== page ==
Review: Wishing On the Midnight Star

wishingonamidnightstarWishing on the Midnight Star – Nancy Ogaz

This is a fictional snapshot of family life from the perspective of a boy with an autistic brother, following his journey from frustration to acceptance in regards to his brother.

Siblings often get a bit of a rough deal in discussions around autism. They’re likely to be the longest running relationship an autistic person has, there’s a good chance that for autistic people who have considerable support needs that their siblings will just be expected to take up those needs when parents die, and there’s not an awful lot of support out there for them. There’s also the fact that some (maybe even many) are overshadowed by a sibling who needs more support than them and they are often spoken quite poorly of by some parts of the autistic community. So whilst Alex certainly does not start out this story as a particularly sympathetic brother to Nic, there’s still something quite real about the frustration he feels.

“I didn’t spoil it – I just – ”

“You just squished it all up – look at that messy purple ooze. Besides, you’re supposed to eat your dinner first”, Nic bossed, “Mom, look what Alex did”. He pointed at the pie,

Mom’s mouth tightened into an annoyed line.

“Oh, don’t be dopey, you little doofus! It doesn’t matter.”

“Don’t call me dopey doofus, you moron! Mom, Alex is being rude.”

Mom started to say something, but I didn’t wait to hear it. She always defended Nic. I shoved back from the table, making a loud screech with my chair, and stomped off to my room. I kicked the door shut with a bang.

Of course, like any other young teenager, Alex has other things on his mind than just his brother. He has to contend with bullying, looking after the chickens (a tougher job than it sounds!), and his own feelings of inadequacy; not to mention navigating the difficult social situations with a girl that he likes. As he bounces from emotion to emotion, jealousy to anger to grief to loneliness, the portrayal of bumbling confused through the teenaged years works well.

The animosity between Alex and Nic escalates as Alex becomes increasingly resentful of his brother’s behaviour and the way his mum always takes Nic’s side in any sibling argument. Then they stand up to the local bully, Todd, who takes his revenge on them by killing their rooster, ‘the Beast’. As Nic and Alex seek to find evidence of Todd’s crime, they witness his miserable home life and the suffering he experiences. Then they bond over chickens.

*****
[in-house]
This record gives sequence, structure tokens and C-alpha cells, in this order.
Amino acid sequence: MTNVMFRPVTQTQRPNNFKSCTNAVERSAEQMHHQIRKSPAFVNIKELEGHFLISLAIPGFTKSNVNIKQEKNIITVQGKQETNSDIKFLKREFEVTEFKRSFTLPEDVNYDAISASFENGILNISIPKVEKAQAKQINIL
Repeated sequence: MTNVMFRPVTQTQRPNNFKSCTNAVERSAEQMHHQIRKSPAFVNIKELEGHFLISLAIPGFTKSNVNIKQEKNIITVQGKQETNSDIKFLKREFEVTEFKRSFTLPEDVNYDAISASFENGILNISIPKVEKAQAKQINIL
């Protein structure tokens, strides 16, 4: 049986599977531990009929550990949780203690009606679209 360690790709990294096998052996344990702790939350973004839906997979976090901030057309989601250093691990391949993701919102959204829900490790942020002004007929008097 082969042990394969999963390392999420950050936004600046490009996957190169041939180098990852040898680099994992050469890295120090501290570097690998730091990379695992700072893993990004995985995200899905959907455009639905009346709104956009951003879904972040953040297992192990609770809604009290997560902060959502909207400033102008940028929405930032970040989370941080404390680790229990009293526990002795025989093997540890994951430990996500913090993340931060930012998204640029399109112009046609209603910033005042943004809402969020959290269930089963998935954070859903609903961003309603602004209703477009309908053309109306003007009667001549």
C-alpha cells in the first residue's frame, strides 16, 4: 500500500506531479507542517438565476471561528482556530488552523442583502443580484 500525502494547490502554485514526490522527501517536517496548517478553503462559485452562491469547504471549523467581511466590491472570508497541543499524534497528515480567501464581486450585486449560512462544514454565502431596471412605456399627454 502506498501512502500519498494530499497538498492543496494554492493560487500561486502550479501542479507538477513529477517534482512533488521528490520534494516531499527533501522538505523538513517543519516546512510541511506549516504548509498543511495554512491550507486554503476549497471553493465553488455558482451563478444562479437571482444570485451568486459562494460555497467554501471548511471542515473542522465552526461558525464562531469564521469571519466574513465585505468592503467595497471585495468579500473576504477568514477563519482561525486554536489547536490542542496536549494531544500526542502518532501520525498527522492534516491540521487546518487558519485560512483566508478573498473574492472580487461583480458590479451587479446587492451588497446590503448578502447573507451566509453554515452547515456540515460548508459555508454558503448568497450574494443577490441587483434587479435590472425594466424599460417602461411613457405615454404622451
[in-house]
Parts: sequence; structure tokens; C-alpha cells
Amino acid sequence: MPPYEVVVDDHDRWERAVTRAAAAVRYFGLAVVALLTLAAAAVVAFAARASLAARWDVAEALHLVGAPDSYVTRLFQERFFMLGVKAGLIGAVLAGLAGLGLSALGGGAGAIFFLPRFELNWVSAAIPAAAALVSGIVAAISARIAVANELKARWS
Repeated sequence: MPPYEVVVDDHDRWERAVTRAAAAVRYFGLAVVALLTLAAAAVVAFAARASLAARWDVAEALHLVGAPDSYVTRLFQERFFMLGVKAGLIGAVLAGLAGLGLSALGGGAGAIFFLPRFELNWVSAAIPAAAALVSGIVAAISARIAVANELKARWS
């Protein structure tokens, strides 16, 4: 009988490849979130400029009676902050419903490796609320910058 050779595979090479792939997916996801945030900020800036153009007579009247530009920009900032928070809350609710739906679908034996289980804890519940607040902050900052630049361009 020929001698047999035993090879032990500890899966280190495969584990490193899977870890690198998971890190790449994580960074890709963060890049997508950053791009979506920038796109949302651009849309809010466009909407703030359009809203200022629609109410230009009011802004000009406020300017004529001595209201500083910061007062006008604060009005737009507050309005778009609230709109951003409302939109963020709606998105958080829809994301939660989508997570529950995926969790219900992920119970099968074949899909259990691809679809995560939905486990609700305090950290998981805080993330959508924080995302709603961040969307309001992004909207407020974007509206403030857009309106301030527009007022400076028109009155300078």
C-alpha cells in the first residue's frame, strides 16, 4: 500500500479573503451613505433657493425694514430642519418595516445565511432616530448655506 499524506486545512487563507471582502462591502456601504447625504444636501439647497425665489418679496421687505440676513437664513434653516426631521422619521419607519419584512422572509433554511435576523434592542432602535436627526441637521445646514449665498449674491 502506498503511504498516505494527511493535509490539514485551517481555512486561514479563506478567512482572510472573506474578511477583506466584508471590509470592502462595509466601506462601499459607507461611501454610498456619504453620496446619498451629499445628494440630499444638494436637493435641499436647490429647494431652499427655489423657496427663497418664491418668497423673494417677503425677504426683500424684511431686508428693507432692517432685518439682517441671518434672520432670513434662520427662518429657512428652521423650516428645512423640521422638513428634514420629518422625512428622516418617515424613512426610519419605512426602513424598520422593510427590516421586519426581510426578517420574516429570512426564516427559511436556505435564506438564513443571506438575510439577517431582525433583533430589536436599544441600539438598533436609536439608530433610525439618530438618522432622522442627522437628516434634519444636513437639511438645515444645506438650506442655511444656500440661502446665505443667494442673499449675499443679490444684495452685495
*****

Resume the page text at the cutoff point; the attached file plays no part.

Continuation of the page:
“What are you doing?”, I asked.

“Making breakfast. The chick needs to eat”, he said.

“You’re going to feed an egg to a chick? That’s practically cannibalism”

Of course, every story has to have another dramatic moment before the end and on the evening of a Halloween party they’re both invited to everything goes wrong and Alex and Nic finally have the talk that they’ve been needing to have for the whole book before tragedy almost strikes one more time.

While the frustration and other emotions of Alex and Nic feel quite real, the scenarios they encounter and the way they work through them do at times come across as rushed or unrealistic. Especially in the second half of the book where event after event piles up one after the other. Overall though, it’s a pretty good book – especially because whilst Nic’s autism is part of the book it’s not the whole book, and even though Alex gets frustrated at his brother and Nic’s difficulties are discussed, so too are his strengths. Probably better for younger readers than adults and would fit quite well in a classroom.

One comment

  1. […] Wishing on a Midnight Star by Nancy Ogaz – A story about the uneasy sibling relationship between two brothers – one autistic and one not. Haze by Kathy Hoopman – A novel about a teenage boy with undiagnosed Aspergers which attempts to cover some quite heavy topics including domestic violence and bullying. Understanding Autism on the Field by Kathy Stanton – A very short book about autism and sports, […]

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